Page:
As the U.S. continues to use more power in more places, utilities are trying to keep up with increased demand and an aging transmission system, parts of which date back to the 1880s. Furthermore, the United States alone has approximately 360,000 miles of transmission lines, 70 percent of which are estimated by the U.S. Department of Energy (DOE) to be more than 25 years old. With the increased demand for system reliability and resiliency, utilities are now being asked to strengthen their systems.
In many cases, the option to build new transmission lines does not exist. The existing corridors are at capacity, and acquiring the land for a new transmission line route is often not feasible for a variety of reasons. Consequently, utilities are turning to other options to get more out of their existing transmission lines. This can mean several things: simple structure replacements and raises, dynamic line ratings or reconductoring and rebuilding existing lines. All of these will help to push more power through existing facilities, remediate issues like clearance concerns, add extra years to a lines life, and to improve the overall reliability of the line.
Where to start
In order to effectively address the issue, a clearly defined goal and approach must be set. What needs to be achieved? Is more ground clearance required to reach the current rating? Is there a higher line rating needed?
To start, determine the desired facility rating. Next, develop a design criteria by which to analyze the existing line. Typically, a utility has predefined design criteria. However, in some instances, it is worth reviewing to determine if there are areas to tweak: Maybe a large clearance buffer isnt necessary, or a reduction on allowable swing angles may be appropriate. Making these modifications can allow more flexibility in design and potential cost savings. Finally, construction constraints must be considered. Lead time on materials, difficult terrain, equipment required for construction, and land access all play a large role in the engineering and design. Identifying these key items helps to ensure a successful project from inception to energization.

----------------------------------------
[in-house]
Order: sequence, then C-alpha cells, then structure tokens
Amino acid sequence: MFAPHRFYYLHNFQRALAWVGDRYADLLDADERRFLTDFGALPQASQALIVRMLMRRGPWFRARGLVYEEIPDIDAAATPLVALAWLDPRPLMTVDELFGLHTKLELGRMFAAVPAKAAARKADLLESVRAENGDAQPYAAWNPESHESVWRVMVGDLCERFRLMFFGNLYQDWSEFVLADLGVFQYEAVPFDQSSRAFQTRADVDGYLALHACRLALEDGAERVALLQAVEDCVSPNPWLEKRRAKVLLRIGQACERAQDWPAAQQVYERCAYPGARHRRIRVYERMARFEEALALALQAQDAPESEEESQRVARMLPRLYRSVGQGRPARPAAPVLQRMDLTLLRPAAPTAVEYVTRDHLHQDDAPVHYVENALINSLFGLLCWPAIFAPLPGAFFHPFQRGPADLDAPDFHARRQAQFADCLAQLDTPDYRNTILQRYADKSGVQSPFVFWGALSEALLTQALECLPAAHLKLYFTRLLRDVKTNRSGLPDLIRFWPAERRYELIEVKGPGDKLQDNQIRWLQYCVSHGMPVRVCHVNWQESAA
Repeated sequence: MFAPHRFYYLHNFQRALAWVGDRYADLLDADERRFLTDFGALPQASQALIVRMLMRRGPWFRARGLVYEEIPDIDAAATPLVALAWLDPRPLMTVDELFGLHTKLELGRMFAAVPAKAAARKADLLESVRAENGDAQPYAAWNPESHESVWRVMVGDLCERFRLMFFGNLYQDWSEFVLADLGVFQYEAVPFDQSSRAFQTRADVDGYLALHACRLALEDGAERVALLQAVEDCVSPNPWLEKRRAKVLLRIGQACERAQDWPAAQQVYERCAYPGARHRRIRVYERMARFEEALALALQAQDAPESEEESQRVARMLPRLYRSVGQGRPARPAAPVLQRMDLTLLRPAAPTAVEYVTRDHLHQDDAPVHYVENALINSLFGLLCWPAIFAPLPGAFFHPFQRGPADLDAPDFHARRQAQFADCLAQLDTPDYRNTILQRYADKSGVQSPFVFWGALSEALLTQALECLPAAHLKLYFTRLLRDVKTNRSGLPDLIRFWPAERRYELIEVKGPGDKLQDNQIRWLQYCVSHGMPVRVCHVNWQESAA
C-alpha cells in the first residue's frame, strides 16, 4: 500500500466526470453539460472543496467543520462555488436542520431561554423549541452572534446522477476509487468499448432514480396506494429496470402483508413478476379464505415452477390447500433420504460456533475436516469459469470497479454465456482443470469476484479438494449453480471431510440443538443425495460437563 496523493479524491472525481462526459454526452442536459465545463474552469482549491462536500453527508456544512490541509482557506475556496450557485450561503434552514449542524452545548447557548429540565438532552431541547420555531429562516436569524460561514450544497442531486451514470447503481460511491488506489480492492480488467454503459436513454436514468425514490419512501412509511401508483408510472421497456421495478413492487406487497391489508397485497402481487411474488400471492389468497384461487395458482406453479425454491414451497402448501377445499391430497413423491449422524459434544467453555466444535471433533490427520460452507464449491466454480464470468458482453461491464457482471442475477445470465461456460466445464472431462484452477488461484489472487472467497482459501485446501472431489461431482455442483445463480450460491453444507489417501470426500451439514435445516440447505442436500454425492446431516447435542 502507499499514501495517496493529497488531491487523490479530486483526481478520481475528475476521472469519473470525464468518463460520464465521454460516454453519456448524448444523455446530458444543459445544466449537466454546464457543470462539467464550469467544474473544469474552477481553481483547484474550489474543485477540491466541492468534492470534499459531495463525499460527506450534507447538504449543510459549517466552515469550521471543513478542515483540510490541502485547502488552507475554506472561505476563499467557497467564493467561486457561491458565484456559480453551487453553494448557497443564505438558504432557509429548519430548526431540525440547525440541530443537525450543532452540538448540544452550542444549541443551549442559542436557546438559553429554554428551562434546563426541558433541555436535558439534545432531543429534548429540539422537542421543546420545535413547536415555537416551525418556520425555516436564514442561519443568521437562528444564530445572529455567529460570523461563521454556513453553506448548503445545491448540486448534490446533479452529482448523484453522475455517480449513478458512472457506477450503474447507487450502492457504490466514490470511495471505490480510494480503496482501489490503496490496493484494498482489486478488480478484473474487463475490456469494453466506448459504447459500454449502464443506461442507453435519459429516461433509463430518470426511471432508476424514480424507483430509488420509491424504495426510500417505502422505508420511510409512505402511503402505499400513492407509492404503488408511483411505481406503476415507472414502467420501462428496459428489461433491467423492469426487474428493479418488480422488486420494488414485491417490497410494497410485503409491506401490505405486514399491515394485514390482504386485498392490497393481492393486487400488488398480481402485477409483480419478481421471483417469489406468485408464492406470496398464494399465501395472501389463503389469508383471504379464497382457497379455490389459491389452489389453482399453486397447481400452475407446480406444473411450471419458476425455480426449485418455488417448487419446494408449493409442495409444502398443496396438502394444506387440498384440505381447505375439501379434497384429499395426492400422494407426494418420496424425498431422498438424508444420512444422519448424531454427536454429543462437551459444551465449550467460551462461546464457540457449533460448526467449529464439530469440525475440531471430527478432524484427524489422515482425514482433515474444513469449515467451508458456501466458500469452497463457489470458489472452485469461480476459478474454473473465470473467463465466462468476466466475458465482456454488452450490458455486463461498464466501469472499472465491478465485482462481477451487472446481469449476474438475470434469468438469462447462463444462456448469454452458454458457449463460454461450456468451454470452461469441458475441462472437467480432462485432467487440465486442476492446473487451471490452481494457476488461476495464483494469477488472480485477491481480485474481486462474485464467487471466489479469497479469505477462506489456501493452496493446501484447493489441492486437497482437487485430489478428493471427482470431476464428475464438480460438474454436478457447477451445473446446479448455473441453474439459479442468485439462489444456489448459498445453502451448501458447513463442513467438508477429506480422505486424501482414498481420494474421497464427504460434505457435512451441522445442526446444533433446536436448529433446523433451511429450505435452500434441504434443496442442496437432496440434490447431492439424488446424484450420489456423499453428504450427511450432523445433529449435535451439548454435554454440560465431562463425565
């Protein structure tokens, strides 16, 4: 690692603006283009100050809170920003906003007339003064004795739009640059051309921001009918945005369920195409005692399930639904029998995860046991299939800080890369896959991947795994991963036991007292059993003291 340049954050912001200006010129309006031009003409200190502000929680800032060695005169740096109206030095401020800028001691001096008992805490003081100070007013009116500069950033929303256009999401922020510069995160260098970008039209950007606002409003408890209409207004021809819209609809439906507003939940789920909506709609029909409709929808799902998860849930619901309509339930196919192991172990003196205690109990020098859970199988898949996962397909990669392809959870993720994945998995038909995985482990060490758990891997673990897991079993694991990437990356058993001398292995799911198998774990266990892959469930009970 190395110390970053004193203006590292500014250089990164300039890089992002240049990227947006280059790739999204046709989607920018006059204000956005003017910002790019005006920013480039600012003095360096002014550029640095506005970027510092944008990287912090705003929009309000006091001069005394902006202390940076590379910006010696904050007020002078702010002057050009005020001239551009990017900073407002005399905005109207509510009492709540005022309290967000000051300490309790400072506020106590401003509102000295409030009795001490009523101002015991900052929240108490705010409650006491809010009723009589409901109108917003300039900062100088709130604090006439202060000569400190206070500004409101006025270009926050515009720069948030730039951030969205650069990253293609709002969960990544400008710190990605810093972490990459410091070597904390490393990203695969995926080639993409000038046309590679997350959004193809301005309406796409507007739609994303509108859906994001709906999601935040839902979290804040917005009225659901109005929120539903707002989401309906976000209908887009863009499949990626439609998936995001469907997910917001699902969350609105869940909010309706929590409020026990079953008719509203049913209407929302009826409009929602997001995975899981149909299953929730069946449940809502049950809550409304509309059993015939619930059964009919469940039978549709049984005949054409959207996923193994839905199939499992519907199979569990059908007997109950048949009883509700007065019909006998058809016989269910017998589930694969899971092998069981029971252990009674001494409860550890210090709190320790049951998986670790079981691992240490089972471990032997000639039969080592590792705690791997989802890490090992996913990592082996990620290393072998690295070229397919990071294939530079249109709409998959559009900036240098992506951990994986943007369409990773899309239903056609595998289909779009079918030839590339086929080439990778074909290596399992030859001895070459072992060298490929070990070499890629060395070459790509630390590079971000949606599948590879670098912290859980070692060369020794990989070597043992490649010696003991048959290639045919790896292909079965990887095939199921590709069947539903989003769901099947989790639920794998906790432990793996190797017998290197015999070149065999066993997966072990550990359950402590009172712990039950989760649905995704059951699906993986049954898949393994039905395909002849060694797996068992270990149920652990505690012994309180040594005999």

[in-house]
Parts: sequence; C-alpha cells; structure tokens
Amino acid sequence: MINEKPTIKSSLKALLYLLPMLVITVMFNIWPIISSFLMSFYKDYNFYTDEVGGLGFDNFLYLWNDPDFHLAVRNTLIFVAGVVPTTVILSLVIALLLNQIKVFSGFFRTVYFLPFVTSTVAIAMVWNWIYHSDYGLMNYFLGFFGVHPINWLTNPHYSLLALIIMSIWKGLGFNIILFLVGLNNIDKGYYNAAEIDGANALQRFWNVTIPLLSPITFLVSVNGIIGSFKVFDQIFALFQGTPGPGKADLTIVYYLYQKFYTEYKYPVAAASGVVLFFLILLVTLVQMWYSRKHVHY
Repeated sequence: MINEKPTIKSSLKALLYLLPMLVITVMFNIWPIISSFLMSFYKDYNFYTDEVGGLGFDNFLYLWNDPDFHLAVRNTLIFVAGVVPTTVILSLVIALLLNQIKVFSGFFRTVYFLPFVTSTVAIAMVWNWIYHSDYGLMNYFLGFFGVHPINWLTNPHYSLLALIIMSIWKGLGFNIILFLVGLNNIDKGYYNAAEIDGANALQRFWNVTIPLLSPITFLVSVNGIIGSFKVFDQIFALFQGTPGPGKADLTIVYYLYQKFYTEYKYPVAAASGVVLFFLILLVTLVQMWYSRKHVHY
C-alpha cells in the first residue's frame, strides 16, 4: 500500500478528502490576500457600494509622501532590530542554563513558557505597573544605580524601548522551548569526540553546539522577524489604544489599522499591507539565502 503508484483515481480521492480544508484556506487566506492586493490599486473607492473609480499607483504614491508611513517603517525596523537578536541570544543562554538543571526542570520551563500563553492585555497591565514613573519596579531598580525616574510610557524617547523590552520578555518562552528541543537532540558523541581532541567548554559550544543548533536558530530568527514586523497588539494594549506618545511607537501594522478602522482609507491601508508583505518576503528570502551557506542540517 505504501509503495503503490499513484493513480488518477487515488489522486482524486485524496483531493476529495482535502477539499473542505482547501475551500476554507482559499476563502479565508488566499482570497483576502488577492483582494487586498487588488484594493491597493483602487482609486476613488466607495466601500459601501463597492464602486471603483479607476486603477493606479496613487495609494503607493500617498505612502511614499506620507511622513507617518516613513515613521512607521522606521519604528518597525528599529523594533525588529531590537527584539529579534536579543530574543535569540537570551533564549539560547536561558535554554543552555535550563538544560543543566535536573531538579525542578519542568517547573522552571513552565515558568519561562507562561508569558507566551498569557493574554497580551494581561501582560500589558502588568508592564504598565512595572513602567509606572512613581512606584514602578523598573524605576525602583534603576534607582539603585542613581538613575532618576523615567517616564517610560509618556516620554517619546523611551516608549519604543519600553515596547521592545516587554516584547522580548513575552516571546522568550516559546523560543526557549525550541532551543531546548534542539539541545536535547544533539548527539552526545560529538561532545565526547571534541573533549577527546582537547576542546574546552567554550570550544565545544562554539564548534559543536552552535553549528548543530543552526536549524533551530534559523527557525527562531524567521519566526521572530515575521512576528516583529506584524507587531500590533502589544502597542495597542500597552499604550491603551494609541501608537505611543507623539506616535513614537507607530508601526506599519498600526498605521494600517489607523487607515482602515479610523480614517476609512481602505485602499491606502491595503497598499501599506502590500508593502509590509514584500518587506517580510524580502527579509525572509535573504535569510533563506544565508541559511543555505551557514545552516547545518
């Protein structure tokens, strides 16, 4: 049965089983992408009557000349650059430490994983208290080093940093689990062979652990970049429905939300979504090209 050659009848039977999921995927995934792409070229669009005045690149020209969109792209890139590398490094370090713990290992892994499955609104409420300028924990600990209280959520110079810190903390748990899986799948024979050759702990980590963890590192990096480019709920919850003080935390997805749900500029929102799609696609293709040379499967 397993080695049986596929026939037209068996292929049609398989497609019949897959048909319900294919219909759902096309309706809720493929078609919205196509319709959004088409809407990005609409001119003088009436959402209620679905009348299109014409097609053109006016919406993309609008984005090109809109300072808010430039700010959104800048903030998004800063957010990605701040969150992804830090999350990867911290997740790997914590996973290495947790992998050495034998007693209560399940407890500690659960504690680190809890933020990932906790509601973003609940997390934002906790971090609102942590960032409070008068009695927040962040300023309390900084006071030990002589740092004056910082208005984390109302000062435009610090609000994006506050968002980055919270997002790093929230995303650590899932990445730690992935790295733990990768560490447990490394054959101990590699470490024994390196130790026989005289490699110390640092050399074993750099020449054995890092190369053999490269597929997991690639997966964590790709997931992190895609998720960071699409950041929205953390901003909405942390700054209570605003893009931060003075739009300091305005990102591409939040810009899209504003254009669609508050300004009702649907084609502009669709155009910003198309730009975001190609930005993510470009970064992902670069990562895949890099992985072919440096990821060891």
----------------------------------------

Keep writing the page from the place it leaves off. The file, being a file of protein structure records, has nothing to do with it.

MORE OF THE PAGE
Examining minimal construction alternatives
The first, and perhaps most simple, option to gain system reliability, increase ground clearance and to effectively extend the life of a line is to replace structures on an as-needed basis. This alternative works best if the majority of the line is in good condition. Additionally, replacing structures with taller ones can increase the line capacity and allow a higher line rating if not already at the conductors maximum capacity. Structure material selection depends on how quickly the structure needs to be installed, what is available, and the terrain. Wood is the most common material and lead times can be relatively fast if not already in stock. However, it is not always the ideal choice. For areas where land access is by foot traffic only, fiberglass structures are becoming more common. They are light and durable, sections can be carried in, and are installed quickly. Steel is a great option for helicopter work and for lines that require a longer lifespan, however lead times can be 24 weeks or more. If gaining additional ground clearance is the objective, lattice tower extensions and phase raisers essentially jack up existing structures if they are in good condition.